The Travel Salesman Problem (TSP)

Intuitively, the TSP is the problem of a salesman who wants to find, starting from his home town, a shortest possible trip through a given set of customer cities and to return to its home town; visiting exactly once each city. More formally, it can be represented by a complete weighted graph G = (V,E) with V being the set of nodes, representing the cities, and E the set of edges fully connecting the nodes V.
Each edge is assigned a value , which is the length of edge, that is, the distance between cities i and j, with . The TSP is the problem of finding a minimal length Hamiltonian cycle of the graph. For symmetric TSPs, the distances between the cities are independent of the direction of traversing the arcs, that is, for every pair of nodes.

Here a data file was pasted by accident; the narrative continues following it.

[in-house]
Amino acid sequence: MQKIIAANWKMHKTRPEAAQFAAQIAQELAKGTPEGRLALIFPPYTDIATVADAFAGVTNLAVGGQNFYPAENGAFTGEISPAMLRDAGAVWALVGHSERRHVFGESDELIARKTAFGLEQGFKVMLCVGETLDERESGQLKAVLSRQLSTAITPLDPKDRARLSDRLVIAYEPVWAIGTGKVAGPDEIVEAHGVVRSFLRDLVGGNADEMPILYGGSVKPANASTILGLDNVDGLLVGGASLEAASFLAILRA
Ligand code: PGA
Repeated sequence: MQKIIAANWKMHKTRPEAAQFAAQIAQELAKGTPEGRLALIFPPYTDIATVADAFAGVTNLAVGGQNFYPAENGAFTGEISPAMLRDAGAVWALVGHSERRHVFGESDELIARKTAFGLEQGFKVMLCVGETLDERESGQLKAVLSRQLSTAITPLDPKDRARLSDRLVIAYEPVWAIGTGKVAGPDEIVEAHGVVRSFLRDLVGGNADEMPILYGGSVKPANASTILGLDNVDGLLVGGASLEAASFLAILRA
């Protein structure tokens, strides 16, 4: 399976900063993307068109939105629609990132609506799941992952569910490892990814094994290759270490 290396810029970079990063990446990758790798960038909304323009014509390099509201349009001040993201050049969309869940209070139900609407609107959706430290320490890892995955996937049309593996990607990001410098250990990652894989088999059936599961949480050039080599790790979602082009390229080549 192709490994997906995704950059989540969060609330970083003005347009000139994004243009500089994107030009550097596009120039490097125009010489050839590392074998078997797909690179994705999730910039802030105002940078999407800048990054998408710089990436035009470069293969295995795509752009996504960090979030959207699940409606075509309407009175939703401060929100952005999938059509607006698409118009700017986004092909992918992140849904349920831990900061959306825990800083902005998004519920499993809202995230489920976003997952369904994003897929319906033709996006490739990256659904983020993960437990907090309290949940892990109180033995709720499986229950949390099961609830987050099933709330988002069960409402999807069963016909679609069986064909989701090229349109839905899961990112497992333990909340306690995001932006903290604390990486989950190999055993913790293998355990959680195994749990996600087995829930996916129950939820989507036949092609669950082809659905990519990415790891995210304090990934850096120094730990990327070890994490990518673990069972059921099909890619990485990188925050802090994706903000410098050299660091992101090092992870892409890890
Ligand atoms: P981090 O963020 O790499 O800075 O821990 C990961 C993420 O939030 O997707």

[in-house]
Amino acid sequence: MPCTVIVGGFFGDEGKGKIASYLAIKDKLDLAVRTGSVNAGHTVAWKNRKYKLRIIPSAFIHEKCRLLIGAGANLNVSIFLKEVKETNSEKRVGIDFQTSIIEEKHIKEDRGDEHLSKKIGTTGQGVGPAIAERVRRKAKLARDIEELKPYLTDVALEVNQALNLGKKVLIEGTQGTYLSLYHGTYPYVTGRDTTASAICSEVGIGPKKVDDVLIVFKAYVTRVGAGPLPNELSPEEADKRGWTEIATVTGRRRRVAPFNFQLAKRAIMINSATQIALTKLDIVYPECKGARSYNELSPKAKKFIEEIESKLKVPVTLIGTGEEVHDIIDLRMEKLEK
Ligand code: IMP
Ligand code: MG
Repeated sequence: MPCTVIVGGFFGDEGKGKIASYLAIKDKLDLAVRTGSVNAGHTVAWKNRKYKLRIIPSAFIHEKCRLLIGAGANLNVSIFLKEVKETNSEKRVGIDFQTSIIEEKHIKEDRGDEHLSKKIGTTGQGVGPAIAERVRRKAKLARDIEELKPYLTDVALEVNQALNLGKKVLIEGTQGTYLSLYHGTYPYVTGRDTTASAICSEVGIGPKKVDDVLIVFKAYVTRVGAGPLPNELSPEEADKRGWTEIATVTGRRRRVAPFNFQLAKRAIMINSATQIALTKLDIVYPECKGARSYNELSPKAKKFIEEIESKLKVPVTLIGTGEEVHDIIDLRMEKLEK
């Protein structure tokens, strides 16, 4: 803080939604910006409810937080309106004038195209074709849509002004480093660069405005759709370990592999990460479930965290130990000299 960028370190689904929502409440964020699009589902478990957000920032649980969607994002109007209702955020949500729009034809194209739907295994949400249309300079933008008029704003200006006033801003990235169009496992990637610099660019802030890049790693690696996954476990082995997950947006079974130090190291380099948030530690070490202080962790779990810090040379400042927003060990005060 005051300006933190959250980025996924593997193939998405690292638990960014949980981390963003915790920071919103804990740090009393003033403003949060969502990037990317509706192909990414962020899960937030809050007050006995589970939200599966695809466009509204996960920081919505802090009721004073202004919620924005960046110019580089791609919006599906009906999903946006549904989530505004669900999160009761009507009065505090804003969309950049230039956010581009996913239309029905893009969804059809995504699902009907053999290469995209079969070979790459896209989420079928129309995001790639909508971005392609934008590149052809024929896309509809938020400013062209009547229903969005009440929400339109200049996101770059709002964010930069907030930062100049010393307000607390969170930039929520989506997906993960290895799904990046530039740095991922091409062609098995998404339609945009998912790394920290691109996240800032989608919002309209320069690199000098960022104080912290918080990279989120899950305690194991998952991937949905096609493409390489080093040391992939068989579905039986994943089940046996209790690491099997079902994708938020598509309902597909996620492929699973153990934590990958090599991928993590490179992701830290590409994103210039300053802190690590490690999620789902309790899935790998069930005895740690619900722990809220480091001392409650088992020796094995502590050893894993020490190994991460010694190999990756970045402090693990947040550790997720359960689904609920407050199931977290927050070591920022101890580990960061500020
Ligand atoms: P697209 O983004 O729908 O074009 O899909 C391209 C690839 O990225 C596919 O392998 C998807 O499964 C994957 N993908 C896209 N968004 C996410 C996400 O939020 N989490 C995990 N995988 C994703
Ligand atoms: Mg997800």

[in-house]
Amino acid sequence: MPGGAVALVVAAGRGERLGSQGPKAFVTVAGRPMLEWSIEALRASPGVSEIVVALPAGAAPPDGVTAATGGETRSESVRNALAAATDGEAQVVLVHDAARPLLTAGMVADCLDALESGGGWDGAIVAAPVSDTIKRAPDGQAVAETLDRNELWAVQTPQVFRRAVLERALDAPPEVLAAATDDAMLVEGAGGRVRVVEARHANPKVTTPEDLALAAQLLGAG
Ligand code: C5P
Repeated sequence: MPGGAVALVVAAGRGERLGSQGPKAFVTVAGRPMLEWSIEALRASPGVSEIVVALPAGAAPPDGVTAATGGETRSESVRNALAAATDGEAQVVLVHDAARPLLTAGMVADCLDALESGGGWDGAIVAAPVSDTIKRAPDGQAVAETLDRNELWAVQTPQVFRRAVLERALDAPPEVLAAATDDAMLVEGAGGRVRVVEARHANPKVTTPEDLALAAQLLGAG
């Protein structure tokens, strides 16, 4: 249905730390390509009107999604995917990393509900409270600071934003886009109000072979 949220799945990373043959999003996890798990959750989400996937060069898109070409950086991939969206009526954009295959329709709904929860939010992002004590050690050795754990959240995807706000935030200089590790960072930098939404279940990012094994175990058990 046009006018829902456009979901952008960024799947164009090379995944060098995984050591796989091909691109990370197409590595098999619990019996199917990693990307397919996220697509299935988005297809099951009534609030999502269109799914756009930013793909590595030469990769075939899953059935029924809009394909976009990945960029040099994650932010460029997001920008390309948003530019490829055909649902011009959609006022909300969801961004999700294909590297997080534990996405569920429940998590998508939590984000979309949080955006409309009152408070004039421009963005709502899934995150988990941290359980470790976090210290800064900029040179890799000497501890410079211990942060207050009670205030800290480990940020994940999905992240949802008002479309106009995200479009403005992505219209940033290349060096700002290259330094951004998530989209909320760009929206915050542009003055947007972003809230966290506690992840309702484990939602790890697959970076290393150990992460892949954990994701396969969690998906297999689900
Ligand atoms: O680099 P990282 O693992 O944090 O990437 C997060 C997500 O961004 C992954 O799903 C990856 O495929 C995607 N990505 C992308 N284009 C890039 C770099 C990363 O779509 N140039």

The arc set \bgroup\color{gris}$T \subseteq E$\egroup is a solution for the TSP if it is a simple cycle of length \bgroup\color{gris}$\vert V\vert$\egroup in G.

The objective function of the TSP is \bgroup\color{gris}$\min \sum_{i=1}^{n-1}\sum_{j=i+1}^{n}
d_{ij} x_{ij}$\egroup; where
\begin{displaymath}
x_{ij} = \left\{ \begin{array}{ll} 1 &\mbox{if the TSP tour includes (i,j)}\\
0 & \mbox{otherwise} \end{array} \right.
\end{displaymath}

\bgroup\color{gris}$
\begin{array}{ll}
\sum_{k=1}^{i-1} x_{ki}+\sum_{k=i+1}^{n} ...
... < \vert\mathcal{Z}\vert, & \emptyset
\subset Z \subset V\\
\end{array}$\egroup

In the figure bellow we can se an schema of a typical input for the TSP and its solution.

Figure 1: Typical input for TSP (left) and its Output (right)